Leave FoI alone you nincompoopsPosted on February 15th, 2012 1 comment
The publication of statements yesterday relating to the consultation on the future of Freedom of Information has, I suspect, left many of us gloomy.
I have always thought the powers-that-be, when faced with the stark realisation of just what they had given birth to, would attempt to smother FoI as soon as politically possible.
Their last attempt was scuppered with help from a well organised campaign from the press and the opportune timing of the MPs expenses scandal – brought to us with the help of FoI.
Now the politicians and civil servants have risen from the dead in true local council zombie invasion style (in joke), and are coming back for a second attempt. I’m afraid I’m not optimistic that we can fight them off again.
Why the pessimism? Firstly the press has got a battle for its own survival going on, so can be forgiven for taking its eye off the ball for a while. How upsetting is it that the clowns who hacked into the phones of non-celebrities could potentially be responsible for the retreat of FoI?
Secondly we have the excuse of austerity. “When we are making people redundant and cutting essential services why should we be answering questions about how many toilet rolls we use?” On the face of it the argument seems powerful, but unravels if we look at it more closely. There is a saying that some people know the cost of everything and the value of nothing – it could have been coined for FoI.
The transparency and accountability of FoI gives these public bodies the legitimacy to govern us. Without it where will they be? They seem not to realise that FoI acts as deterrent and antidote to corruption and vested interests. I’m not saying that take FoI away and you’ll have rioting in the streets similar to Athens – but you create that risk.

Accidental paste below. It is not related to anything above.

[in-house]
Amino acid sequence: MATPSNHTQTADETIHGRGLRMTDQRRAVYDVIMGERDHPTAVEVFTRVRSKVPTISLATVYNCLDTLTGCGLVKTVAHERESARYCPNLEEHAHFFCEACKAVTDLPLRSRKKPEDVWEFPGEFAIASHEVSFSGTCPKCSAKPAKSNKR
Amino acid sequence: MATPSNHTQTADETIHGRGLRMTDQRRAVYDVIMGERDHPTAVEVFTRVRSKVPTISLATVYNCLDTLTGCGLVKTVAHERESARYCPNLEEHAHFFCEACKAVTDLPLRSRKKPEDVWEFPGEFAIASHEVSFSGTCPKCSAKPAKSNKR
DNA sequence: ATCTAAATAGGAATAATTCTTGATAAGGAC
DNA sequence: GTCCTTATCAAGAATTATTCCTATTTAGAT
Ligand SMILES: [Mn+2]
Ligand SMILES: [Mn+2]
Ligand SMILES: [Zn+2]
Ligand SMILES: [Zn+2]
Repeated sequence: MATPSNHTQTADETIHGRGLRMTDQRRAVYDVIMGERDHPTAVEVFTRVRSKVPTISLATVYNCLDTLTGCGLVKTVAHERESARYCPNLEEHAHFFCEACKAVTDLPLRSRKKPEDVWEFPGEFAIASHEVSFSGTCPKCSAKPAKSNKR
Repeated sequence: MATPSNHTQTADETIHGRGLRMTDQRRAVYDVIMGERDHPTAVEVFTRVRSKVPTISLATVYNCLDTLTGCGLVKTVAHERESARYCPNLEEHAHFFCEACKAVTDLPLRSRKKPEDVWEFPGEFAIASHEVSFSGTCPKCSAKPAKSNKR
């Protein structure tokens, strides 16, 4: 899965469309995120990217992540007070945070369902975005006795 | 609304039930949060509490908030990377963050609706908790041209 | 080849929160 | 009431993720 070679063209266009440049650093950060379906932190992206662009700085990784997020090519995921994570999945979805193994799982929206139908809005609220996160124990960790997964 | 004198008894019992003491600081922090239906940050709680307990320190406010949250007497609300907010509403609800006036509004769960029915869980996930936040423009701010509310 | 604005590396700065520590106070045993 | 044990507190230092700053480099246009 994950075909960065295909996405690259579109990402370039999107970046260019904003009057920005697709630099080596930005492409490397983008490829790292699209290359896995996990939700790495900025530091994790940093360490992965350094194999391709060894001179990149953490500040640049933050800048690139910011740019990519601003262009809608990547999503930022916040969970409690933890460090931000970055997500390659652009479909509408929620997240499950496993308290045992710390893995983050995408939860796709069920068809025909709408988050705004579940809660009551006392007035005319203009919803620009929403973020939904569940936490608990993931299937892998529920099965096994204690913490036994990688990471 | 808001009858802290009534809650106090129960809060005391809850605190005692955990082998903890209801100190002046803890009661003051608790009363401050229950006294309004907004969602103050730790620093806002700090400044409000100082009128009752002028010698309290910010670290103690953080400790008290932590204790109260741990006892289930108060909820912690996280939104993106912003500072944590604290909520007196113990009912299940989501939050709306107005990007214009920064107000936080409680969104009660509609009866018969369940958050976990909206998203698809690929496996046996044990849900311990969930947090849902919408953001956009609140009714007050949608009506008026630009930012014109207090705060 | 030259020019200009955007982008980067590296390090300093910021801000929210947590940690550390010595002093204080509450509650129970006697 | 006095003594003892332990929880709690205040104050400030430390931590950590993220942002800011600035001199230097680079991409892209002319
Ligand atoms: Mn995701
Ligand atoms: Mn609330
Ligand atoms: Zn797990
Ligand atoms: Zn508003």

Finally we have the argument that FoI has not improved Government. If ever there were an example of why Government isn’t improving, it is this piece of “research”. It was never for FoI to improve Government, it was for the people who govern us! FoI was supposed to act as the disinfectant or the light to allow the citizen to see that we were being well governed. Well we’ve had a look and we don’t like what we’ve seen, so what do the authorities suggest? A) Put their house in order or (B) turn the lights out so we can live in ignorance once again? Amazing.
So with this three pronged attack, what will happen?
In a bizarre way I’m relatively optimistic despite what I’ve already said, as I don’t think now there is a hope of squeezing the FoI genie back into the bottle.
But there will be changes and one of the changes they are looking at is introducing a fee. This is such a bad idea, both in a practical and a philosophical way, that I wouldn’t be surprised if that’s what we end up with.
Why would it be so wrong?
- Any marketing expert will tell you that you can’t have a product called the Freedom of Information Act and then charge £10 for it. If Tesco said chickens were free and then charged you a tenner for them, you’d be angry, annoyed and you’d think Tescos was run by idiots.
- Any fee, be it £10 or £50, is going to be complicated to administer. When do the 20 days start? When the funds have cleared? The fee will not actually make any money for the authorities to offset the cost of FoI, but will just sit there to act as a deterrent to questions.
- If you think things are complicated now, just wait until you start charging. When people are made to pay, they will complain more, and they’ll sue. The vast majority of authorities treat FoI seriously now, but everybody will have to shift up a gear if it’s a service that’s charged for. I confidently predict that although the number of requests might plummet the number of appeals will more than make up the workload deficit.
To my shame I didn’t send in a submission to Parliament. But just so as to conform to everybody’s hatred of journalists going of FoI fishing missions, I’m sending out a request to all the Cambridge colleges today (organisations that amazingly think they should now be completely exempted from FoI) asking them how the value of their wine cellars compares with the grants they give to less well off students.
One response to “Leave FoI alone you nincompoops”
I did manage to get my submission in. FOI37
The charging structure will not be easy.
5 sub-questions to one main question, will that be one question or 6?
If they can’t answer, do you get a refund?
Costs of collecting and administering £10 fees?
Mr Mustard of Barnet ( blogger )
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